To some, this reporter included, a local record store is as critical to a community as a used book store, a quirky coffee shop, and a crusty bar. It’s appropriate, then, that Happy Trails, Corvallis’s only local record store, is across the street from City Hall.
Still it’s a wonder it exists at all.
According to ABC News, between 2000 and 2010 record store sales declined more than 76%.
After all, this is the era of iTunes and Spotify, when you can download digital music in seconds, often for a pittance. Or, if you’re comfortable with stealing music, downloading it in seconds for free. Or burning a friend’s copy or on your desktop computer. Regardless, it’s an era of digital music that’s played from your phone or portable device or computer.
A record store, with thousands of second-hand CDs and eclectic LPs seems an anachronism, a dinosaur that somehow managed to survive the latest technological extinction event.
I asked Doug DiCarolis, owner of Happy Trails for the past twenty-six years, how it’s managed to survive in this music climate.
“Barely,” he snorted.
As it turns out, a recent revival in the popularity of vinyl—new and used—has kept him in business. This makes Doug happy for more than strictly monetary reasons—he is quick to rattle off a litany of reasons why vinyl is superior to digital music formats: it’s a tangible, re-sellable product; its analog sound far surpasses the compressed flatness of digital formatting; the album-cover art is wonderful and often iconic (think of Sgt. Peppers or Funkadelic’s Maggot Brain album covers).
Doug’s litany segues into an even longer discursion on albums themselves—the subtext, unsurprisingly, on how lame it is to buy digital singles—“One of my favorite things about listening to albums is that sometimes it’s not until the fourth or fifth time that you listen to it that you understand or really like one song. But after awhile, that song becomes your favorite song.”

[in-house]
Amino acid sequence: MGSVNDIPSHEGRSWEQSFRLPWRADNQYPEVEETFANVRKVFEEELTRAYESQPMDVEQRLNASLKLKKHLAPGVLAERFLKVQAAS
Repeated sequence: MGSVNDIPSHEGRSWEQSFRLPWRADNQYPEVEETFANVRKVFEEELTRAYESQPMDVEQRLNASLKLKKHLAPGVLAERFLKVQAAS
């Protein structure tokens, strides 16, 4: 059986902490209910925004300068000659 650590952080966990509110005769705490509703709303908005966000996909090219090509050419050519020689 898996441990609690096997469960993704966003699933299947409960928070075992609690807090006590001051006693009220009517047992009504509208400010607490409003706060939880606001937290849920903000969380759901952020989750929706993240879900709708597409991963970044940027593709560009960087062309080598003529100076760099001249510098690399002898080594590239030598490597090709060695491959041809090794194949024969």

All of this is exactly what you’d expect out of a record store: a friendly owner with a pony tail, a faded Hawaiian shirt, and strict opinions on how one should purchase, listen to, and take care of music; an employee, Tom, whose encyclopedic knowledge of music matches his opinions of local politics, be it about wetland mitigation or smoking bans on OSU campus. You expect a record store to be kinda musty, weird, and adorned with posters of Frank Zappa, John Coltrane, and Sonic Youth. But the best thing about local record stores like Happy Trails is that you never know what you’ll find in the merchandise.
It’s not that Happy Trails has an amazing vinyl collection, much less that you’d score some Holy Grail record, but you’re still bound to discover all sorts of wonders: Neil Diamond’s soundtrack to Jonathon Livingston Seagull? A box set of Guy Lombardo and his Royal Canadians? The same child’s yellow-plastic Fisher Price record player you used to listen to your Peter Pan and Peter the Wolf 45s? What you actually come away with, if anything, depends on your taste, but browsing the merchandise—especially the attic filled with $1.00 LPs—is an experience not unlike one you get at a museum: it’s a place dedicated to cultural artifacts, from thick Victrola 78s of Chopin’s concertos to Jane Fonda’s 1981 double-disc Workout Record (featuring REO Speedwagon and Billy Ocean, among others.)
And, like a museum, a record store is frequented by a certain type of dedicated customer. In fact, the only way a record store like Happy Trails survives is through these dedicated customers. Doug knew most of the folks who came in by name. “Some of these guys have been dropping in for thirty years,” he tells me. Some are part of the local mid-Valley music scene, which Happy Trails tries its best to support by dedicating a section of the store to local artist’s CDs and albums, which are sold on consignment. This is, after all, how a community functions: community members intentionally making efforts to support those things that they cherish.
With that in mind, I flip through the Funk/Soul LPs and pull out a re-issue of Bill Withers’1972 classic Still Bill. “That’s a great album,” Dave says immediately. “I’ve been telling a lot of people about that album. You should buy it.”
So I do.
Happy Trails is located at 100 SW 3rd St. in Downtown Corvallis.
Phone: (541) 752-9032
Friday and Saturday
By Nathaniel Brodie